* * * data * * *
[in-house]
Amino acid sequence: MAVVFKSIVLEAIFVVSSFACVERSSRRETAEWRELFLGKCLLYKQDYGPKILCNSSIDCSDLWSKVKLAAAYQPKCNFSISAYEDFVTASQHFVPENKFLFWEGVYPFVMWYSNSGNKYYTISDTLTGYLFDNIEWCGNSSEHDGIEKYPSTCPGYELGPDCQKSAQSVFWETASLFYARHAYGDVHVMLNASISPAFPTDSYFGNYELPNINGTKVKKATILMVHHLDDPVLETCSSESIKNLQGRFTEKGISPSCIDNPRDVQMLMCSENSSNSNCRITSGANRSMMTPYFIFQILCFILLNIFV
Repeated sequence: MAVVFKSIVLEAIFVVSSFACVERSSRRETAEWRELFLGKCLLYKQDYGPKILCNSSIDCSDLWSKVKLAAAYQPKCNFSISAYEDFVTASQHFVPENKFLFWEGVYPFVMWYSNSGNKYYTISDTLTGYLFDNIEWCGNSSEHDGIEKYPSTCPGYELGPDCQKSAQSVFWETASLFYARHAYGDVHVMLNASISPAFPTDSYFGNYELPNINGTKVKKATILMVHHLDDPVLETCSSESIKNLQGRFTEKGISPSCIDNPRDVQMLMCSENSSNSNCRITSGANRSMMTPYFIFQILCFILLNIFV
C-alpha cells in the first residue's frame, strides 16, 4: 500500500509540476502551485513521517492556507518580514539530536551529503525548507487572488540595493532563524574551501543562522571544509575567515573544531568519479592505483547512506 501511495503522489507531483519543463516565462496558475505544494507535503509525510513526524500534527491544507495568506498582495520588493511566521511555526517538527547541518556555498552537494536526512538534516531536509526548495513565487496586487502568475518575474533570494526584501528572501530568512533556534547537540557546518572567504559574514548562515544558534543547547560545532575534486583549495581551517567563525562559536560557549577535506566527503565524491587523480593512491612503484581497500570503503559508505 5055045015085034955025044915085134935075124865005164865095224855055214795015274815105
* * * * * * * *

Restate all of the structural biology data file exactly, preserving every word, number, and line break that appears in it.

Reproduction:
[in-house]
Amino acid sequence: MAVVFKSIVLEAIFVVSSFACVERSSRRETAEWRELFLGKCLLYKQDYGPKILCNSSIDCSDLWSKVKLAAAYQPKCNFSISAYEDFVTASQHFVPENKFLFWEGVYPFVMWYSNSGNKYYTISDTLTGYLFDNIEWCGNSSEHDGIEKYPSTCPGYELGPDCQKSAQSVFWETASLFYARHAYGDVHVMLNASISPAFPTDSYFGNYELPNINGTKVKKATILMVHHLDDPVLETCSSESIKNLQGRFTEKGISPSCIDNPRDVQMLMCSENSSNSNCRITSGANRSMMTPYFIFQILCFILLNIFV
Repeated sequence: MAVVFKSIVLEAIFVVSSFACVERSSRRETAEWRELFLGKCLLYKQDYGPKILCNSSIDCSDLWSKVKLAAAYQPKCNFSISAYEDFVTASQHFVPENKFLFWEGVYPFVMWYSNSGNKYYTISDTLTGYLFDNIEWCGNSSEHDGIEKYPSTCPGYELGPDCQKSAQSVFWETASLFYARHAYGDVHVMLNASISPAFPTDSYFGNYELPNINGTKVKKATILMVHHLDDPVLETCSSESIKNLQGRFTEKGISPSCIDNPRDVQMLMCSENSSNSNCRITSGANRSMMTPYFIFQILCFILLNIFV
C-alpha cells in the first residue's frame, strides 16, 4: 500500500509540476502551485513521517492556507518580514539530536551529503525548507487572488540595493532563524574551501543562522571544509575567515573544531568519479592505483547512506 501511495503522489507531483519543463516565462496558475505544494507535503509525510513526524500534527491544507495568506498582495520588493511566521511555526517538527547541518556555498552537494536526512538534516531536509526548495513565487496586487502568475518575474533570494526584501528572501530568512533556534547537540557546518572567504559574514548562515544558534543547547560545532575534486583549495581551517567563525562559536560557549577535506566527503565524491587523480593512491612503484581497500570503503559508505 5055045015085034955025044915085134935075124865005164865095224855055214795015274815105